Economy should prepare for outside risks

By Dan Steinbock

Although the epicenter of the novel coronavirus outbreak is now Europe, only a few major economies have launched effective battles against the pandemic. Hence, the rising levels of imported cases in China.
Since many countries, until recently, were either complacent and/or inadequately prepared to prevent the spread of the coronavirus, the global pandemic has cast a dark shadow over the global economy. It, too, shall pass, but not without effective global cooperation.
With the virus still spreading, the number of accumulated confirmed cases worldwide could soon exceed 200,000. In China, the turnaround came a month after the first novel coronavirus pneumonia cases were diagnosed, thanks to its strong containment measures. But outside China, although the first cases were reported after mid-January, they still continue to multiply and now exceed those in China.
In China, the impact of the coronavirus outbreak could ease in April. But outside China, epidemiologists anticipate a peak around June. If that’s the case, economic damage in China would be largely limited to the first quarter, but internationally it would continue well into the second quarter.
Assuming the rise in new imported cases in China and elsewhere can be kept down, even this relatively benign scenario would mean adverse repercussions on the world economy.
After mid-January, I projected three probable virus impact scenarios, which can now be reassessed. In a “SARS-like impact” scenario, a sharp quarterly effect, accounting for much of the damage, would be followed by a rebound. The broader impact would be relatively low and regional. Which is no longer on the cards, however.
In an “extended impact” scenario, the adverse impact would last two quarters. The broader impact would be more severe and affect on global prospects. That’s where the world economy seems headed to.
In an “accelerated impact” scenario, adverse damage would be steeper, even broader, with serious consequences on the global economy. If the containment measures continue to fail outside China, this scenario would ensue.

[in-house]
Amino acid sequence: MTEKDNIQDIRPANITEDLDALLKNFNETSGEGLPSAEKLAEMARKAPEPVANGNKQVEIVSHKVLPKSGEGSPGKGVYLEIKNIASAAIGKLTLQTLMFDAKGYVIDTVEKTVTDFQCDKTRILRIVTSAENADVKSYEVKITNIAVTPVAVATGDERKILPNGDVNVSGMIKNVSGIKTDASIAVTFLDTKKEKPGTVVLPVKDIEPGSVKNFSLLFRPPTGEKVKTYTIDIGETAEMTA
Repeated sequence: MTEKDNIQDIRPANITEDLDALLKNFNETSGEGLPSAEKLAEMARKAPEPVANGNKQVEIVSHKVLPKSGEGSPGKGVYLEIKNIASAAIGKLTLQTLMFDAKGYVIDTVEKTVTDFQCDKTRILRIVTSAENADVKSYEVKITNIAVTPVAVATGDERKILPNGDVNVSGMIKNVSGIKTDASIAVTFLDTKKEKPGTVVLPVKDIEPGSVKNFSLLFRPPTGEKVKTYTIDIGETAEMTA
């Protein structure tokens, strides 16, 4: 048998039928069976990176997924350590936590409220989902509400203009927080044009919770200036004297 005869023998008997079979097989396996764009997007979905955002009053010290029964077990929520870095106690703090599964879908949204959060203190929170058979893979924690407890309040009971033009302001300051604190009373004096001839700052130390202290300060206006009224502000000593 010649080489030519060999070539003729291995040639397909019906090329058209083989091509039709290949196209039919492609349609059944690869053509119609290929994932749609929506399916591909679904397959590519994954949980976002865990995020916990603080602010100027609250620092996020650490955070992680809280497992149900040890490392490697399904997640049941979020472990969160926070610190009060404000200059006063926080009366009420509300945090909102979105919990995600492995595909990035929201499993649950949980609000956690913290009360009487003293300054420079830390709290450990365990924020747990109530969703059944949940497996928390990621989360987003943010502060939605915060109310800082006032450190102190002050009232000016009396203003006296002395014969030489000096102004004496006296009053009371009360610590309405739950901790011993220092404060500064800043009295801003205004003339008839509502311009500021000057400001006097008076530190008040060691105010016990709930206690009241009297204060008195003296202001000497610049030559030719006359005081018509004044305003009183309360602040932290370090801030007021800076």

In early March, the International Monetary Fund projected global growth to fall 0.1 percentage points from the expected 3.3 percent. The estimate was too optimistic. Global growth could drop to 2.4 percent in 2020, or lower, if infection rates continue to rise. Before the coronavirus outbreak, quarterly growth in the eurozone was 0.1 percent the weakest in seven years. Now things will get worse. Germany’s GDP will continue to stall, and France and Italy will remain in contraction. In the United Kingdom, annual growth is likely to fall from 1 percent by another 0.2 percent more. In Spain, soaring coronavirus pneumonia cases will reverse the growth pickup. And with debt at 135 percent of GDP, Italy will be particularly vulnerable in 2020.
If the virus cases continue to increase in the eurozone, regional growth could halve to 0.5 percent or less.
In North America, local transmissions are rising rapidly, yet local testing is badly lagging. Despite greater awareness of the coronavirus and weeks of time to prepare, politization replaced mobilization coupled with a series of missteps, including faulty and belated local testing, failures in evacuations and quarantines, lax enforcement of rules and poor monitoring of self-quarantines.
Recently, the IMF projected US growth to slow down from 2.0 percent to 1.6 percent. After the White House’s delays of epidemic management, the Federal Reserve cut interest rates close to zero, coupled with a new round of $700 billion for quantitative easing. In the short-term, the move is understandable. But in the long term, it compounds new risks. As the US national debt now exceeds $23.5 trillion (107.3 percent of GDP), its debt burden is at par with Italy’s just before the 2010 European Union sovereign debt crisis.The Fed’s rate cut is likely to be coupled with fiscal stimulus, which may still not suffice. Yet central banks in Europe, the UK and Japan will follow footprints into more monetary and fiscal accommodation. But that may still fail to quell virus fears, if infection rates continue to soar.
–The Daily Mail-China Daily news exchange item